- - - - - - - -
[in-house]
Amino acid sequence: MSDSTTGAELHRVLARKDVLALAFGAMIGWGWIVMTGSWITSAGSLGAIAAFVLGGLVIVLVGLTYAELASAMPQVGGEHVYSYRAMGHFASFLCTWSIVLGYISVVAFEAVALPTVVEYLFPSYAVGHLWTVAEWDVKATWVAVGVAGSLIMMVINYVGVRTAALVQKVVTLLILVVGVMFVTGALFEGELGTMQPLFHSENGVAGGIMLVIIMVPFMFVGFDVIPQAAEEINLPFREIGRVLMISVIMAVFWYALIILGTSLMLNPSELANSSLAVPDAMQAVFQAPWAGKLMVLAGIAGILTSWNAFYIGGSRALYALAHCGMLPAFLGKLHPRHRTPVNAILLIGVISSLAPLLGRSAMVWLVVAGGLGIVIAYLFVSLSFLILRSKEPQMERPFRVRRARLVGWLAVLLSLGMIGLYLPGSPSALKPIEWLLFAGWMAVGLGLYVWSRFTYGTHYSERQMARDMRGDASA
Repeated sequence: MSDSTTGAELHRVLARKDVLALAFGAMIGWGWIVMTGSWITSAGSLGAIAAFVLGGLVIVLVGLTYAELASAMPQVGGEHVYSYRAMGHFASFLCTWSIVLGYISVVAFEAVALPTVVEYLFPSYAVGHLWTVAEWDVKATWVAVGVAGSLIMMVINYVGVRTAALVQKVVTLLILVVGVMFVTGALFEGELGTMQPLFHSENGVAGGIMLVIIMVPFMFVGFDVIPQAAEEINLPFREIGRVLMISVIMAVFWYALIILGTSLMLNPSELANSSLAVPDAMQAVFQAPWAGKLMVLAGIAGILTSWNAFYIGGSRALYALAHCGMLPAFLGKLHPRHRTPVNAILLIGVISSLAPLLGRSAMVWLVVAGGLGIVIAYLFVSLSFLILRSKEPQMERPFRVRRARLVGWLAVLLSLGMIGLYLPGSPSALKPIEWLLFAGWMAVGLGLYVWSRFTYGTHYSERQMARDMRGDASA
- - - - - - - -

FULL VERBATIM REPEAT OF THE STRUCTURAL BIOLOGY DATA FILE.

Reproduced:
[in-house]
Amino acid sequence: MSDSTTGAELHRVLARKDVLALAFGAMIGWGWIVMTGSWITSAGSLGAIAAFVLGGLVIVLVGLTYAELASAMPQVGGEHVYSYRAMGHFASFLCTWSIVLGYISVVAFEAVALPTVVEYLFPSYAVGHLWTVAEWDVKATWVAVGVAGSLIMMVINYVGVRTAALVQKVVTLLILVVGVMFVTGALFEGELGTMQPLFHSENGVAGGIMLVIIMVPFMFVGFDVIPQAAEEINLPFREIGRVLMISVIMAVFWYALIILGTSLMLNPSELANSSLAVPDAMQAVFQAPWAGKLMVLAGIAGILTSWNAFYIGGSRALYALAHCGMLPAFLGKLHPRHRTPVNAILLIGVISSLAPLLGRSAMVWLVVAGGLGIVIAYLFVSLSFLILRSKEPQMERPFRVRRARLVGWLAVLLSLGMIGLYLPGSPSALKPIEWLLFAGWMAVGLGLYVWSRFTYGTHYSERQMARDMRGDASA
Repeated sequence: MSDSTTGAELHRVLARKDVLALAFGAMIGWGWIVMTGSWITSAGSLGAIAAFVLGGLVIVLVGLTYAELASAMPQVGGEHVYSYRAMGHFASFLCTWSIVLGYISVVAFEAVALPTVVEYLFPSYAVGHLWTVAEWDVKATWVAVGVAGSLIMMVINYVGVRTAALVQKVVTLLILVVGVMFVTGALFEGELGTMQPLFHSENGVAGGIMLVIIMVPFMFVGFDVIPQAAEEINLPFREIGRVLMISVIMAVFWYALIILGTSLMLNPSELANSSLAVPDAMQAVFQAPWAGKLMVLAGIAGILTSWNAFYIGGSRALYALAHCGMLPAFLGKLHPRHRTPVNAILLIGVISSLAPLLGRSAMVWLVVAGGLGIVIAYLFVSLSFLILRSKEPQMERPFRVRRARLVGWLAVLLSLGMIGLYLPGSPSALKPIEWLLFAGWMAVGLGLYVWSRFTYGTHYSERQMARDMRGDASA